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The flicks and soirees just keep getting better at Gasparilla International Film Festival

Now in its fifth year, the Gasparilla International Film Festival didn't appear to be a good bet in its first. What a difference four years, better industry connections and generous sponsors make. • Gasparilla is looking more vital with each passing year, and 2011 features its strongest lineup of films, celebrities and soirees yet. Still too early to rate Gasparilla among the nation's best regional film festivals, like Sarasota, but it's heading in the right direction. • So should you, toward any Gasparilla Film Festival event striking your fancy. We've highlighted a few key events but the joys of cinema showcases are those surprises found on your own. Browsing the festival's website ( is highly recommended for complete information and show times to map out a plan. • Start by considering these Gasparilla offerings:


More than 80 features, documentaries, shorts and student films will be presented this weekend — plus a partnership with the concurrent Ybor Festival of the Moving Image at Hillsborough Community College at Ybor City.

Most Gasparilla screenings are at Muvico Centro Ybor 20 in Ybor City and Cinebistro in the Hyde Park shopping district. Projectors start humming at both locations at 5 p.m. Friday and at 11 a.m. Saturday, and Cinebistro only at 12:30 p.m. on Sunday.

Bookending the festival are two Tampa Theatre events: tonight's 7:30 p.m. screening of The Music Never Stopped and tribute to actor M. Emmet Walsh, and Sunday's 5 p.m. screening of Square Grouper: The Godfathers of Ganja with a filmmaker Q&A and award presentations.

The Music Never Stopped stars J.K. Simmons as a father reconnecting with a seriously ill son (Lou Taylor Pucci) through rock 'n' roll. Square Grouper comes from director Billy Corbin, whose previous documentary, Cocaine Cowboys, also focused on South Florida's drug legacy.

Other spotlighted films include Paul Giamatti as a volunteer wrestling coach in Win Win (7:45 p.m., Friday, Cinebistro), the eco-documentary Carbon Nation (4:45 p.m. Saturday, Cinebistro) and the juke joint drama Black, White and Blues (1:30 p.m. Sunday, Cinebistro), directed by Mario van Peebles and written and co-starring former Tampa resident Morgan Simpson.

Just to prove that film festivals aren't always about quality filmmaking, there's also a screening of The Room (10 p.m. Friday, Centro Ybor), acknowledged as one of the worst — and therefore funniest — movies ever made.

Gasparilla also features films from Africa, South America, Italy and India, sidebars devoted to Cuban cinema and movies based in Florida, a few horror flicks (Herschell Gordon Lewis' The Uh-Oh Show looks like sick fun) and plenty of documentaries and shorts.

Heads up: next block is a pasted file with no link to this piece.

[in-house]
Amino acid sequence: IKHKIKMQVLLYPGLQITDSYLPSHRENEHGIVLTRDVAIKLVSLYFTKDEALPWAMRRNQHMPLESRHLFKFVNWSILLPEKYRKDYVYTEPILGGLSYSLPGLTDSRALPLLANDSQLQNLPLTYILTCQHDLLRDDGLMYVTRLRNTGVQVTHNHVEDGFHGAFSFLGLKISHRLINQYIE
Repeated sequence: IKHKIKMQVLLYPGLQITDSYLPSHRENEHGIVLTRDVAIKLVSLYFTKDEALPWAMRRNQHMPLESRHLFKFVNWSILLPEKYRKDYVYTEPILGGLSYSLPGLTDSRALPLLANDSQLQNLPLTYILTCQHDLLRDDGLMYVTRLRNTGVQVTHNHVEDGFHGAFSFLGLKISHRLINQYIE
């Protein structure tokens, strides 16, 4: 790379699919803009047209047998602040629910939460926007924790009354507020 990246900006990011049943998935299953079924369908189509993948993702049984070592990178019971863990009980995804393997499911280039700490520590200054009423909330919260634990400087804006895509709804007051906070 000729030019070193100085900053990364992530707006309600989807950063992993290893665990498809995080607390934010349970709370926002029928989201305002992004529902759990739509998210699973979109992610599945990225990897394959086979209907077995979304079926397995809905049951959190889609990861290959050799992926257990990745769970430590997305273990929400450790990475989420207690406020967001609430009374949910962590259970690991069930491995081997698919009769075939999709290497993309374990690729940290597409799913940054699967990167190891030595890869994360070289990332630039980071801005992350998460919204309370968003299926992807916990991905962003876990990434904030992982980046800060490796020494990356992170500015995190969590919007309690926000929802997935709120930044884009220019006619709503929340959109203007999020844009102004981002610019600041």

One of the festival's hottest tickets is a retrospective of the Oscar winner Platoon (9:30 p.m. Saturday, Cinebistro), with nominee Tom Berenger attending. Berenger will also join Armand Assante (The Mambo Kings), Michael Roark (Dolphin Tale) and others in a panel discussion on acting (2 p.m. Saturday, Centro Ybor), one of five educational events offered free to the public.

Something for every film fan but when you're ready to get out of the theater . . .


Tonight's opening festivities begin at 6 p.m. with a VIP reception ($55 including movie admission) with classy food and drink in the Tampa Theatre lobby. At 10, there's no cover charge at nearby Fly Bar for an after-show shindig.

Friday at 9 p.m. the festival takes over 717 South in Hyde Park for drinks concocted by a mystery celebrity bartender. Admission is free.

Saturday's party goes from 8 p.m. to closing at New World Brewery in Centro Ybor, with a performance by the Scissormen, featured in the festival entry Big Shoes: Walking and Talking the Blues. Admission is free to festival passholders.

The closing night cocktail party Sunday at the Kress Building ($100) includes an open bar, food and live entertainment.

Don't get discouraged, those without festival passes. Sunday's block party on Franklin Street Mall is free and family-friendly, with games and clowns from 1 to 5 p.m. Starting at 6, the party grows up and gets cooking with Taco Bus, beer trucks and live music. Watch out for the fire eaters and contortionists.


Gasparilla International

Film Festival

Tonight through Sunday at various Tampa locations. Tickets are $10 per screening session, except tonight and Sunday's special presentations ($15) at Tampa Theatre. Party admission ranges from free to $100 for the closing night. Festival ticket packages ($50-$1,000) are available. See for schedules, information and ticket purchases.

The flicks and soirees just keep getting better at Gasparilla International Film Festival 03/23/11 [Last modified: Wednesday, March 23, 2011 4:30am]
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